When state Superintendent of Public Instruction Tom Torlakson asked the optimists in the audience at the Asian Pacific Islander American Public Affairs Association's annual election forum to raise their hand, civil rights attorney Molly Munger lifted her arm in the air.
That sunny outlook, it seems, extends to Munger's effort to persuade Californians to approve a $10 billion income tax hike to fund schools and early education programs. The Nov. 6 ballot measure, Proposition 38, continues to make a poor showing in public polls, with a recent survey by the Los Angeles Times and the University of Southern California finding just 34 percent of voters supporting the proposition.
That level is much lower than the support for Proposition 30, a rival tax measure backed by Gov. Jerry Brown that has support of a slim majority of voters in the polls.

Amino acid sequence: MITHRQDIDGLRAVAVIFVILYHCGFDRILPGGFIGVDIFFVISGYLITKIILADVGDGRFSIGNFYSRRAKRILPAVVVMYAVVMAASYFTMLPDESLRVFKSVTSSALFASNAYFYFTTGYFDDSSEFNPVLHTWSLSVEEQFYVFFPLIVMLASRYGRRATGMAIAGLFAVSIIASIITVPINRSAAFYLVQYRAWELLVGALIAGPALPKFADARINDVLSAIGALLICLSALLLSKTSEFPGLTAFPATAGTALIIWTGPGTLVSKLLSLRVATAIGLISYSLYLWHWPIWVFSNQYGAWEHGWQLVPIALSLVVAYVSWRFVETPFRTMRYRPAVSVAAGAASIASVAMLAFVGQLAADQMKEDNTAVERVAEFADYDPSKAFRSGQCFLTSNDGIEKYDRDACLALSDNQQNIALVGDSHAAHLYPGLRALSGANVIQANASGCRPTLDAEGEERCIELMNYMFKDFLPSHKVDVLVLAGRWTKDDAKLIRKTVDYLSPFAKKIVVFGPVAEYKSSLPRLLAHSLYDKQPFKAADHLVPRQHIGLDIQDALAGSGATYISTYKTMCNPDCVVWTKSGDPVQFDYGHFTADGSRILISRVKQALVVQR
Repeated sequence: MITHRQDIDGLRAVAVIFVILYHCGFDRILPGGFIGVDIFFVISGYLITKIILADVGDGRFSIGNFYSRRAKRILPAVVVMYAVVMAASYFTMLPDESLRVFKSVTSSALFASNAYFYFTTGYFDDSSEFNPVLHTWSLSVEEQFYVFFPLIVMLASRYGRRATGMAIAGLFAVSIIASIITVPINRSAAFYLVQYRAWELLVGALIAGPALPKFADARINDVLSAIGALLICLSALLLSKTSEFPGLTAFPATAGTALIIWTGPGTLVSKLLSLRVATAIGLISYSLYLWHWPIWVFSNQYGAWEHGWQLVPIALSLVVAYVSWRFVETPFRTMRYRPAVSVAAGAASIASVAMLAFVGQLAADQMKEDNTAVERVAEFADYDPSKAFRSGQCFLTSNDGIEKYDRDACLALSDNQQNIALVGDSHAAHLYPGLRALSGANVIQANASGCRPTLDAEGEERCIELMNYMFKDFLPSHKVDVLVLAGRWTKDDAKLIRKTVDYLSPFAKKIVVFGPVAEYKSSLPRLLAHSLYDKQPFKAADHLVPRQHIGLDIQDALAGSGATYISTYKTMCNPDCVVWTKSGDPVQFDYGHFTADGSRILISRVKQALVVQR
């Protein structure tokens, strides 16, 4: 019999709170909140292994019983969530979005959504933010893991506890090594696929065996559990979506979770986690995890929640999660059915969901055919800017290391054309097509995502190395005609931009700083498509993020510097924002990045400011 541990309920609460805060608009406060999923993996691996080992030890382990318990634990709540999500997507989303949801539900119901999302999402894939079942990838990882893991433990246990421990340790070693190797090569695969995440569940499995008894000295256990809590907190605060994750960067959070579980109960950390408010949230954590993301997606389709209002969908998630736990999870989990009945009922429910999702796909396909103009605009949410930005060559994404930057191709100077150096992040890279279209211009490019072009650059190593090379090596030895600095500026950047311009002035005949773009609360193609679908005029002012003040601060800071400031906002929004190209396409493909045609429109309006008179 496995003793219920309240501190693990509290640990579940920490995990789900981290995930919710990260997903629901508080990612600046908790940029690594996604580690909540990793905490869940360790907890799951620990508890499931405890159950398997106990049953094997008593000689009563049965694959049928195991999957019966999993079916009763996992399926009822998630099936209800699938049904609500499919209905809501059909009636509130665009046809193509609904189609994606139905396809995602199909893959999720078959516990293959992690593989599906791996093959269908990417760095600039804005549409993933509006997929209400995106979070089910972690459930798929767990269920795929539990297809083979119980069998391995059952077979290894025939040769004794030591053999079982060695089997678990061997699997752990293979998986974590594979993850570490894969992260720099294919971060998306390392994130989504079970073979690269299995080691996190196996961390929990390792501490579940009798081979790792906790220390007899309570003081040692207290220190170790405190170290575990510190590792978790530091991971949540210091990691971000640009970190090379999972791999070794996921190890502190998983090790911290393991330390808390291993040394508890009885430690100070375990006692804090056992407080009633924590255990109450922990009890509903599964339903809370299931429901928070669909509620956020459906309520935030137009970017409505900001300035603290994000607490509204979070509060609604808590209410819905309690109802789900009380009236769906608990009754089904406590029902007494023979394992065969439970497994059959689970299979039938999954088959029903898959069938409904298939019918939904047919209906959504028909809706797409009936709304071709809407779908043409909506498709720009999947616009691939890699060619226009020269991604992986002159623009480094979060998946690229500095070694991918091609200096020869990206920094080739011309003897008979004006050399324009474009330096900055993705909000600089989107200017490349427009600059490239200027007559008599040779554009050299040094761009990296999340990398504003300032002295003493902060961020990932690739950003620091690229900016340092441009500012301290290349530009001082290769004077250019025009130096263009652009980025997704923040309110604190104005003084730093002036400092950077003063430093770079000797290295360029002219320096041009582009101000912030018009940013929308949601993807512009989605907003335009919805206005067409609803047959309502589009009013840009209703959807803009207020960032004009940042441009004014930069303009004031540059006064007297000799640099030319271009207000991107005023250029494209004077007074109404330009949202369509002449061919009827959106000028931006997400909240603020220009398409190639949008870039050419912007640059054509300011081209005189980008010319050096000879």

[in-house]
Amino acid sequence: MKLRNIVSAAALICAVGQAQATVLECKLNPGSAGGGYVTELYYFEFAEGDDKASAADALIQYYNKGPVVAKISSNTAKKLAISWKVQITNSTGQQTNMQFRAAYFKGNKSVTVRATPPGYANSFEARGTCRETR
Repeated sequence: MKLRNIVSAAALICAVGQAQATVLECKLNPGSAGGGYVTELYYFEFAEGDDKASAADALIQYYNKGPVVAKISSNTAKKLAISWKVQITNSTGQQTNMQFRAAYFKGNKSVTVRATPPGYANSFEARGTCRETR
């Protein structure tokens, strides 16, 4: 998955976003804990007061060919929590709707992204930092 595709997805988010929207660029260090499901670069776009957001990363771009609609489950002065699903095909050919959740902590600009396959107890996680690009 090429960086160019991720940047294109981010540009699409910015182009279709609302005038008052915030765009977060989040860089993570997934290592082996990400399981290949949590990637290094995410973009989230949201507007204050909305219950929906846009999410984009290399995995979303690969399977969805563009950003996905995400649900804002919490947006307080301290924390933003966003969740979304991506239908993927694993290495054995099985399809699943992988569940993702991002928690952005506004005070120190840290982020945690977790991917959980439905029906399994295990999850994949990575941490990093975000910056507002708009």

Munger said while she doesn't have current internal polling numbers to contradict the findings of the public polls, she believes the campaign's message of improving funding for education will ultimately move voters.
"Our knowledge has always been that Prop. 38 does not on the ballot label alone triumph," she said in an interview after speaking at the forum.
Munger, who has already poured close to $28 million into the Proposition 38 campaign, wouldn't say how much more she plans to spend on TV ads and other efforts ahead of the election. But she said she's feeling good about a growing number of endorsements and, despite the poll results, the response from voters so far.
"When you're in the campaign," she said, "you're feeling very buoyed by it all."
Munger, who was scheduled to debate the measure with a representative of the No on Proposition 38 campaign at the afternoon forum at California State University, Sacramento, instead gave brief remarks at the beginning of the program. She said she had to leave early due to a scheduling conflict and was leaving another campaign representative to participate in the debate portion.